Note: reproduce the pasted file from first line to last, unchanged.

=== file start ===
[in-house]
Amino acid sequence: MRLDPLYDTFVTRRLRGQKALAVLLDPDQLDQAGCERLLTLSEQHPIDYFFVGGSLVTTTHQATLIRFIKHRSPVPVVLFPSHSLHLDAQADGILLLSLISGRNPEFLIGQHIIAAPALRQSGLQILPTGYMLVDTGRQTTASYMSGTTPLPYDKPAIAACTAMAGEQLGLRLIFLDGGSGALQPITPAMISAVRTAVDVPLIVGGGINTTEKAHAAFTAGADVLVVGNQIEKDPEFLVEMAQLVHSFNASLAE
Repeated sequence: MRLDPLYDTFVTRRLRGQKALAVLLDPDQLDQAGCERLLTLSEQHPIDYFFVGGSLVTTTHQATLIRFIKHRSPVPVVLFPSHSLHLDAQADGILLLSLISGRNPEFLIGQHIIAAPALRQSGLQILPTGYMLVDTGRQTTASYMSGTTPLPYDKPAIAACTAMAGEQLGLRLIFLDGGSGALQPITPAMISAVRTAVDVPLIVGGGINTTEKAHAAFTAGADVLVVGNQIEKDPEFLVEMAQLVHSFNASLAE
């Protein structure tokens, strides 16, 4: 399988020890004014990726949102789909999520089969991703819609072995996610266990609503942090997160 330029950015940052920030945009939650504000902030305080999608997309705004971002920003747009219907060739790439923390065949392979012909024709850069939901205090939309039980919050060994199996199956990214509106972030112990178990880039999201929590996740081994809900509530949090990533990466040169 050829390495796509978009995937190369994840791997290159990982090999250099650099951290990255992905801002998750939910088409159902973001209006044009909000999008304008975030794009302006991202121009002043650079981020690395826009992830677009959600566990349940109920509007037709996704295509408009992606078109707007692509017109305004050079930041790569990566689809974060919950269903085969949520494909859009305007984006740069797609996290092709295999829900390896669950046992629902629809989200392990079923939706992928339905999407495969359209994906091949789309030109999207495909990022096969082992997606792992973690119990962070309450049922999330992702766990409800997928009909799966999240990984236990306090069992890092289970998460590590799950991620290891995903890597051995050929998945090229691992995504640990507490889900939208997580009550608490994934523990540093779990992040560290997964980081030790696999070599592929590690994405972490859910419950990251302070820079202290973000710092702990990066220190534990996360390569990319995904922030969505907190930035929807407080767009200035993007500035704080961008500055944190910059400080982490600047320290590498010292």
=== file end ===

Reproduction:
[in-house]
Amino acid sequence: MRLDPLYDTFVTRRLRGQKALAVLLDPDQLDQAGCERLLTLSEQHPIDYFFVGGSLVTTTHQATLIRFIKHRSPVPVVLFPSHSLHLDAQADGILLLSLISGRNPEFLIGQHIIAAPALRQSGLQILPTGYMLVDTGRQTTASYMSGTTPLPYDKPAIAACTAMAGEQLGLRLIFLDGGSGALQPITPAMISAVRTAVDVPLIVGGGINTTEKAHAAFTAGADVLVVGNQIEKDPEFLVEMAQLVHSFNASLAE
Repeated sequence: MRLDPLYDTFVTRRLRGQKALAVLLDPDQLDQAGCERLLTLSEQHPIDYFFVGGSLVTTTHQATLIRFIKHRSPVPVVLFPSHSLHLDAQADGILLLSLISGRNPEFLIGQHIIAAPALRQSGLQILPTGYMLVDTGRQTTASYMSGTTPLPYDKPAIAACTAMAGEQLGLRLIFLDGGSGALQPITPAMISAVRTAVDVPLIVGGGINTTEKAHAAFTAGADVLVVGNQIEKDPEFLVEMAQLVHSFNASLAE
């Protein structure tokens, strides 16, 4: 399988020890004014990726949102789909999520089969991703819609072995996610266990609503942090997160 330029950015940052920030945009939650504000902030305080999608997309705004971002920003747009219907060739790439923390065949392979012909024709850069939901205090939309039980919050060994199996199956990214509106972030112990178990880039999201929590996740081994809900509530949090990533990466040169 050829390495796509978009995937190369994840791997290159990982090999250099650099951290990255992905801002998750939910088409159902973001209006044009909000999008304008975030794009302006991202121009002043650079981020690395826009992830677009959600566990349940109920509007037709996704295509408009992606078109707007692509017109305004050079930041790569990566689809974060919950269903085969949520494909859009305007984006740069797609996290092709295999829900390896669950046992629902629809989200392990079923939706992928339905999407495969359209994906091949789309030109999207495909990022096969082992997606792992973690119990962070309450049922999330992702766990409800997928009909799966999240990984236990306090069992890092289970998460590590799950991620290891995903890597051995050929998945090229691992995504640990507490889900939208997580009550608490994934523990540093779990992040560290997964980081030790696999070599592929590690994405972490859910419950990251302070820079202290973000710092702990990066220190534990996360390569990319995904922030969505907190930035929807407080767009200035993007500035704080961008500055944190910059400080982490600047320290590498010292």